A-Rod, once considered the best player in Major League Baseball, yet is now at the center of another scandal involving performance-enhancing drugs. After his well-chronicled admission of PED use and his very public apology in 2009 following the now infamous Sports Illustrated article even his most ardent supporters, of which I am one, find it increasingly difficult to defend him and his eventual legacy with the same gusto of years past. Before addressing the issue at hand, let me be absolutely clear: cheating of any kind, is completely unacceptable.

Yet, guilt or innocence aside, it almost never fails. What, you might ask? The societal ire when Latino or African-American superstar athletes or entertainers defend themselves when charged with wrongdoing – whether in a trial or court of public opinion – while deploying vast financial resources in their vigorous pursuit of a desired outcome. This rage is further enflamed when the subject is known for being disingenuous, narcissistic, or self-aggrandizing. Ironically, much of this hate comes from the very legion of fans and team owners that cheered and revered him when his on the field exploits filled stadium seats by the thousands, delivered postseason appearances, league pennants or a World Series championship.

Though A-Rod’s on- and off-the-field incidents do not endear him to many fans (or fellow MLB players for that matter) I applaud his decision to mount an offensive against a deliberate attempt by MLB to target him exclusively under the guise of ‘leveling the playing’ field and ‘cleaning up the sport.’ My issue here is not whether MLB has empirical evidence on Rodriguez and his alleged involvement with Biogenesis; chances are they do. Or that MLB should not impose severe penalties to discourage recidivism, particularly on repeat offenders; they absolutely should. My problem is the lack of evidence that supports MLB’s claim that A-Rod and his camp obstructed their investigation by destroying material evidence or attempts to. Where’s the conclusive proof that he or anyone else bribed Biogenesis staff? Or snitched on other players to divert MLB’s attention? If you believe what MLB tells the media their 211-game ban on Alex, unprecedented for a player who ‘technically’ never tested positive for steroids in his professional career, was largely influenced by charges of bribing and obstructing an investigation.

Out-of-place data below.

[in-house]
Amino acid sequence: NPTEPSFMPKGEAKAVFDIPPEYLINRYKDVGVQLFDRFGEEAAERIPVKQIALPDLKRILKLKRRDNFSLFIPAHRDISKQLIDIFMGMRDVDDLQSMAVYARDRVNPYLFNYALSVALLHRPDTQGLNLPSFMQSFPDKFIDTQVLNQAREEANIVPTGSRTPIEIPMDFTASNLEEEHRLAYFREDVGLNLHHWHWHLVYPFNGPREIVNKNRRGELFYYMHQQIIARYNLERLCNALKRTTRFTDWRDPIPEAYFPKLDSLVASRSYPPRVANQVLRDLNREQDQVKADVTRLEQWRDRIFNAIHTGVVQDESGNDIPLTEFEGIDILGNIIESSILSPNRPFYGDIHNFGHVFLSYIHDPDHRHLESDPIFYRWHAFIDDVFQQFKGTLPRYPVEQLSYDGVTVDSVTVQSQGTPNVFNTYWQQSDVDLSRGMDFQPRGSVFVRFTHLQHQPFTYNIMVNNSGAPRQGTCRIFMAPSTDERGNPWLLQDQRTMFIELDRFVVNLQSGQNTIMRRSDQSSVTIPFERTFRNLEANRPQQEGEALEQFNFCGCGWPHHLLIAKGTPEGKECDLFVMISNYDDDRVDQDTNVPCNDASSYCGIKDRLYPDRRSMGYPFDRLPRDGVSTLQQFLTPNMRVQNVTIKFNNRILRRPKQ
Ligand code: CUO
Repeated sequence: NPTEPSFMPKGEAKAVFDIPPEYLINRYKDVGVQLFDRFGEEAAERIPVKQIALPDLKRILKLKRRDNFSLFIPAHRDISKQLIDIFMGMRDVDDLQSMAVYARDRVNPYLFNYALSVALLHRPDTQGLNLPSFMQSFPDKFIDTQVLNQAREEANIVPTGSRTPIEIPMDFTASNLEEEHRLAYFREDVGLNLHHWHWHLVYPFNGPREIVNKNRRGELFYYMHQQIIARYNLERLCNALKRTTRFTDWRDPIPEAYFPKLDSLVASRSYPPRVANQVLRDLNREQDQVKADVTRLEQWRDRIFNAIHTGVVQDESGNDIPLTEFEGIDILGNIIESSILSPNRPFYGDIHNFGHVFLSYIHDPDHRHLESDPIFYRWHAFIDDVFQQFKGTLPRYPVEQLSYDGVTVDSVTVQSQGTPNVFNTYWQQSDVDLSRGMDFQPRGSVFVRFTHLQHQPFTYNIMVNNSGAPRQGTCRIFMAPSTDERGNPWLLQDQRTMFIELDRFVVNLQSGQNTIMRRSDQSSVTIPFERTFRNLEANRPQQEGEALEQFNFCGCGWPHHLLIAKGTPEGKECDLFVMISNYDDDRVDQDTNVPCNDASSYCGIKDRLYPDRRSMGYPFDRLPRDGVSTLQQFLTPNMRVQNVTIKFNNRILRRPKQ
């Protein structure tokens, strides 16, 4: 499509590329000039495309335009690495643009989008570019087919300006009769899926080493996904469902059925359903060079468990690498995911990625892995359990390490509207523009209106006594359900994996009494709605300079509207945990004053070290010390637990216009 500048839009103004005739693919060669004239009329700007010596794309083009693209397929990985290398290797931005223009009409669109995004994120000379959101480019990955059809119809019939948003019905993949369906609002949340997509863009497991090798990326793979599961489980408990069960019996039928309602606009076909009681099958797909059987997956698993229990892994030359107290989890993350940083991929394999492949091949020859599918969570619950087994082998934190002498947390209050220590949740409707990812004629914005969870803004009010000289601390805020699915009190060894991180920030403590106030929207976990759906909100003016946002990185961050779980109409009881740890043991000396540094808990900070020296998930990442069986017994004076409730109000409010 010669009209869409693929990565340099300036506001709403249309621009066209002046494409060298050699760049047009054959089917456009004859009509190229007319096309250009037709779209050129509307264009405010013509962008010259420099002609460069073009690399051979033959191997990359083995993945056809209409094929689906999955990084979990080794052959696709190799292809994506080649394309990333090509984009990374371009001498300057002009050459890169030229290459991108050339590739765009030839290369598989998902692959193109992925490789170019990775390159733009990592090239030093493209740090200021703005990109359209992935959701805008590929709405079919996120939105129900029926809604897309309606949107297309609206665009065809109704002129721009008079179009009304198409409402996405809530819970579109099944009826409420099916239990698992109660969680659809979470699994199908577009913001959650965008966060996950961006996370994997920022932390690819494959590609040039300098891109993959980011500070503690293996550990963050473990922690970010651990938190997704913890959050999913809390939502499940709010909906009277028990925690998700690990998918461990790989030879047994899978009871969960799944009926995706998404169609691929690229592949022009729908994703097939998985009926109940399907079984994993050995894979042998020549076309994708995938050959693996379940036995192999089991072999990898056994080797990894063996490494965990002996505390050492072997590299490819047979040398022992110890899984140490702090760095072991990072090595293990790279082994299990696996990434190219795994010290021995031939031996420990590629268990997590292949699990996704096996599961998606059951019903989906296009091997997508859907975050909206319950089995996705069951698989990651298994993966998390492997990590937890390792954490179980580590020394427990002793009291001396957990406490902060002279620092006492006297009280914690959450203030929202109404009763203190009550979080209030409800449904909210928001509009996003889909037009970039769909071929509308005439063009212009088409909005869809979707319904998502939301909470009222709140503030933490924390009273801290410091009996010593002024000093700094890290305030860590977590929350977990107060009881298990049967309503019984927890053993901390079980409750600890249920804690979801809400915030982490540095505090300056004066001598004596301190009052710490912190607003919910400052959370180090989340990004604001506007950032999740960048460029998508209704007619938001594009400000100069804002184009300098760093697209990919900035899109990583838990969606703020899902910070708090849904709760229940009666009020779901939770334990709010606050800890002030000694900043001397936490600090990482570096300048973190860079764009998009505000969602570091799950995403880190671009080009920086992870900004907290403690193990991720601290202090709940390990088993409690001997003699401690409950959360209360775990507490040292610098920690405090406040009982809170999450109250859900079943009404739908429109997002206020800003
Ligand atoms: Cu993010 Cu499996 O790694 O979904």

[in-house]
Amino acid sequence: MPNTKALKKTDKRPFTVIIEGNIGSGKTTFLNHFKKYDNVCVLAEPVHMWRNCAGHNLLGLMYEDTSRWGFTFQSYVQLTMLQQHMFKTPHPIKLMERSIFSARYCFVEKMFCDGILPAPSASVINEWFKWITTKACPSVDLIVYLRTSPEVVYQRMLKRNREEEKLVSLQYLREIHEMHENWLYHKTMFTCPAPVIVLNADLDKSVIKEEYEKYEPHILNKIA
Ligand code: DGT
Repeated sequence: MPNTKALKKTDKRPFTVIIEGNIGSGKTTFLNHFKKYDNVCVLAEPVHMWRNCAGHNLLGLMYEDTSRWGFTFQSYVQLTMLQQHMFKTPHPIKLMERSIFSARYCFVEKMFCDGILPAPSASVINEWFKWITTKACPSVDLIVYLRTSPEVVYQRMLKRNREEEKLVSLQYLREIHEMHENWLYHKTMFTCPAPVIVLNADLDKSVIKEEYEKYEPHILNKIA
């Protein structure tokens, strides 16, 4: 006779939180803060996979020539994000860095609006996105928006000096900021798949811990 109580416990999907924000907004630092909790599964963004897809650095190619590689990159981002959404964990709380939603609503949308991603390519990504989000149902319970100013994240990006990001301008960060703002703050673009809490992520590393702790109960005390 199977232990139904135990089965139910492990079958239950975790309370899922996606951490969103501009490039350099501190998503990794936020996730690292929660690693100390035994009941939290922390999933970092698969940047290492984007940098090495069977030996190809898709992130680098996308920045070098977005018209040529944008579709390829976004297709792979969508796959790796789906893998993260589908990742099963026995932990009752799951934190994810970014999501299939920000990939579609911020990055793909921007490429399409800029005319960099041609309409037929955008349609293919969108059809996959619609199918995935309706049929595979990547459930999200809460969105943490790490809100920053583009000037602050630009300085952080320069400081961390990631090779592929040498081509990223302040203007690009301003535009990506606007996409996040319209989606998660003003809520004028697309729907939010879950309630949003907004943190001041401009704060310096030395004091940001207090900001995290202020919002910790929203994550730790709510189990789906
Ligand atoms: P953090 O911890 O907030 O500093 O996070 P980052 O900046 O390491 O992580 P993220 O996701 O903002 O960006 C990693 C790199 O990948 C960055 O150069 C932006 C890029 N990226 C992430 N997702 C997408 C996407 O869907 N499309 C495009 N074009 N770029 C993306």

The fact that other players caved to MLB and accepted immediate suspensions does not obligate Alex to sheepishly follow suit. Especially when rules and procedures exist that grant players rights such as permitting a suspension to be appealed. MLB is flexing its authority while expecting players to cower with little or no resistance and perhaps even waive their rights. Without presenting their findings to a mediator, MLB can dangerously brandish the triple-play weapon of judge, jury and executioner at any time on anyone. Imagine if law enforcement in every jurisdiction wielded this type of power. Al Sharpton and his National Action Network would be working overtime.

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